By Larry Dablemont
If I were a young man trying to find a decent job, I would buy an old pontoon boat with a good outboard motor and strip everything off of it to just leave a flat deck. I would acquire a couple of chain saws and a powerful winch, hire a couple of young, strong guys, and get rich, spending my days on the lakes around the Ozarks cutting cedar logs, bringing them in and selling them.
Eight-foot cedar logs that are six- to 10-inches in diameter are bringing amazing prices now, and on Ozark lakes like Bull Shoals, Norfork and Truman, there are a million of them, and they do not need to be dried out and stripped of bark like green cedar logs. The ones on the lake have been dead for 60 or 70 years and the sapwood is gone, leaving nothing but the red heart of the wood. The outside is hard and white and gray, bleached by the sun, and there is nothing left but that beautiful red wood. I think that two or three strong men could easily cut up to 100 logs a day. And it is legal, the Corps of Engineers allows you to take any wood off the lakes as long as it is dead.
I once got a permit to take some cedar off of Bull Shoals and I took it to a sawmill and made some great lumber out of it. Now that regular two-by-fours cost upwards of $10 or $12 each, one cedar log can produce $50 worth of wood or more. A 10-inch cedar log can produce an eight-inch fireplace mantel worth a hundred dollars or more.
I will guarantee that on some of the Ozark lakes there are a thousand or more of the cedar logs as large as 20 inches in diameter and easily 20 feet long. And if they were cut and brought in, the market for them is widespread and the price paid is sky high. I think that with the barge and a truck and trailer it would be easy to bring in enough logs in a few days to build an entire cabin of impressive size.
Back in the mid 1980s I lived in north Arkansas and Bull Shoals Lake was my playground. I fished it hard, hunted deer and turkeys and duck from one end of it to the other. One day my Labrador and I were there hunting fishing lures on the high water line of the lake, when I heard a little pig squealing. My Lab, Beau, came running back to me, and up the hillside there was a big white sow quite upset with him, hot on his heels. I jumped in my boat and backed out into the lake and Beau swam out toward me. Thankfully, that mad momma hog didn’t want to swim.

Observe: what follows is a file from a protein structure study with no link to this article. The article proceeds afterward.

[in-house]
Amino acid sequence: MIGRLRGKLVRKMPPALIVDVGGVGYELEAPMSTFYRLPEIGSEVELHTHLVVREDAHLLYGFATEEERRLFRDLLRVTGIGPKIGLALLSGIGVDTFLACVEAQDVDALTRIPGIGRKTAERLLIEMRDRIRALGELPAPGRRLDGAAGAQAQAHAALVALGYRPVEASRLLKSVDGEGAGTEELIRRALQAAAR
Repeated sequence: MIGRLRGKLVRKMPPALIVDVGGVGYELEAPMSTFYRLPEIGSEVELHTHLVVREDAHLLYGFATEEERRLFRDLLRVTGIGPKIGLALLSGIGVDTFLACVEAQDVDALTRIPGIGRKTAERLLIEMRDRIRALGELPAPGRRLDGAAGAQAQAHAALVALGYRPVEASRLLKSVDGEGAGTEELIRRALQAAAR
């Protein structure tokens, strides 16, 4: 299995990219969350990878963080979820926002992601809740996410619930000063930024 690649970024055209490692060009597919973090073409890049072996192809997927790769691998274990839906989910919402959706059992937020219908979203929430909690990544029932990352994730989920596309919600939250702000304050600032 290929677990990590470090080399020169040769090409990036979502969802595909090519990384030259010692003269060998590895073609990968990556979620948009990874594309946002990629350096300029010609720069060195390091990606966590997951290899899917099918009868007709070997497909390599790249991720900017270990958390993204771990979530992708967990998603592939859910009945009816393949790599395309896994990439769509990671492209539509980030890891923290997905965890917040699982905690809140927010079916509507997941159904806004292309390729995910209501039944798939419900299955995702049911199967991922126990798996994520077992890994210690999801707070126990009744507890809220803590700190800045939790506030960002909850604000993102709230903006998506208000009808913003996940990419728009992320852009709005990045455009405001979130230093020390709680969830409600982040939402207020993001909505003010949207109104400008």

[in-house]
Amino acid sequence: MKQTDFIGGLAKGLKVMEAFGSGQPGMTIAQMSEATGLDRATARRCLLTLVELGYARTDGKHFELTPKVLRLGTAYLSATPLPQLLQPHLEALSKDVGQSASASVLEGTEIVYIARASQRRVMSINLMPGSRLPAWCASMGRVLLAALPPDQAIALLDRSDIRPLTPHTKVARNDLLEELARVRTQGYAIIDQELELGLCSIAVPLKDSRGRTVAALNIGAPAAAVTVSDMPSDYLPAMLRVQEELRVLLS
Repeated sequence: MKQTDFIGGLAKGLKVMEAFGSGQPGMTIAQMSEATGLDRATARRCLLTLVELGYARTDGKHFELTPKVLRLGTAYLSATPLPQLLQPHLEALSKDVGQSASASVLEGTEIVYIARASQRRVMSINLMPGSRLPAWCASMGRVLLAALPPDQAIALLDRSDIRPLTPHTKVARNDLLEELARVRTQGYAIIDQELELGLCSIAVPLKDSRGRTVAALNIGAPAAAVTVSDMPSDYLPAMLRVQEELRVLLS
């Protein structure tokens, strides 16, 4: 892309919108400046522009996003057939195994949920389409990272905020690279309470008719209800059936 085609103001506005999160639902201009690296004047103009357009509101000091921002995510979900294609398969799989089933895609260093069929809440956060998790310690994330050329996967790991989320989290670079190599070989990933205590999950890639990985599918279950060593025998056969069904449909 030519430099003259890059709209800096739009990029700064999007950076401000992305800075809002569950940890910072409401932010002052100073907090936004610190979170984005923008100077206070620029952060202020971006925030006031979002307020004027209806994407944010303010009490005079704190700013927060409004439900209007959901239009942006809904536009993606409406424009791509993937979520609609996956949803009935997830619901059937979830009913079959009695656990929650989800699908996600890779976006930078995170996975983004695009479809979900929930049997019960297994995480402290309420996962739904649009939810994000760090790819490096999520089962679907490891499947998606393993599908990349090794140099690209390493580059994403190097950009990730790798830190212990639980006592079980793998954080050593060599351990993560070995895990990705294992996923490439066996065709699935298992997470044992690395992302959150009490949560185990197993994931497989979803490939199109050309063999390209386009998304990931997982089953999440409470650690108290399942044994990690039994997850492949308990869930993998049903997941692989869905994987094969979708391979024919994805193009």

Later that day we were in another spot, looking for lures again and I came across a beautiful big rock that looked as if it were full of diamonds. I took it home and gave it to Gloria for an anniversary present and to this day it sits on the buffet in her kitchen. There were, on the wave-washed shores of the lake, tons and tons of beautiful rock.
I don’t know why I got the idea, but that afternoon I loaded the bed of my pick-up with extraordinarily beautiful rocks. On top of the rocks I loaded some cedar driftwood that an Illinois woodcarver asked me to bring him and a few days later headed north. With the cedar delivered to the wood carver, I started stopping at aquarium shops, selling the rocks a few at a time. At Rock Island, Illinois, I was guided to a wholesale aquarium dealer and emptied the entire amount of those beautiful rocks for $750.
I could have done that again and again but I never did. I found out that while I could sell the dead cedar to that woodcarver, it was against the law to sell the rocks off of Corps of Engineers ground.
Today I still fish hard on Ozark lakes, but when the fish aren’t biting, or I get tired of casting, I just tie my boat up somewhere and search the high water lines for fishing lures. Sometimes I will find 15 or 20 in a couple of hours. I have found some valuable antique lures doing that. But I can’t stop noticing hundreds of beautiful rocks as I do so, and I think of how that aquarium dealer’s eyes lit up when he saw those in the bed of my pickup.
But I am an outdoor writer and it was easier for me to sell manuscripts to outdoor magazines back then. They paid well and I made a good living that way, which curtailed any desire to load up rocks and driftwood on any regular basis. Still, I recall that up in those northern states, they don’t have beautiful rocks. I do…up here on Lightnin’ Ridge, I have them all around my place, some of the most unbelievably beautiful and unique rocks you have ever seen.
And when someone says I must be crazy out on some lake looking for lures and rocks and driftwood, I just remember how much money I made in the 1980s, hauling in a pick-up load of both. And back then, I fished and hunted a lot too. Bull Shoals Lake for me was living the good life. So, guess what I still do, out on the lakes I visit, when the fishing slows or the ducks aren’t flying? My Labrador and I hunt driftwood, rocks and fishing lures! I am never happier doing anything.
EDITOR’S NOTE: Larry Dablemont is an outdoor writer from Bolivar, Mo.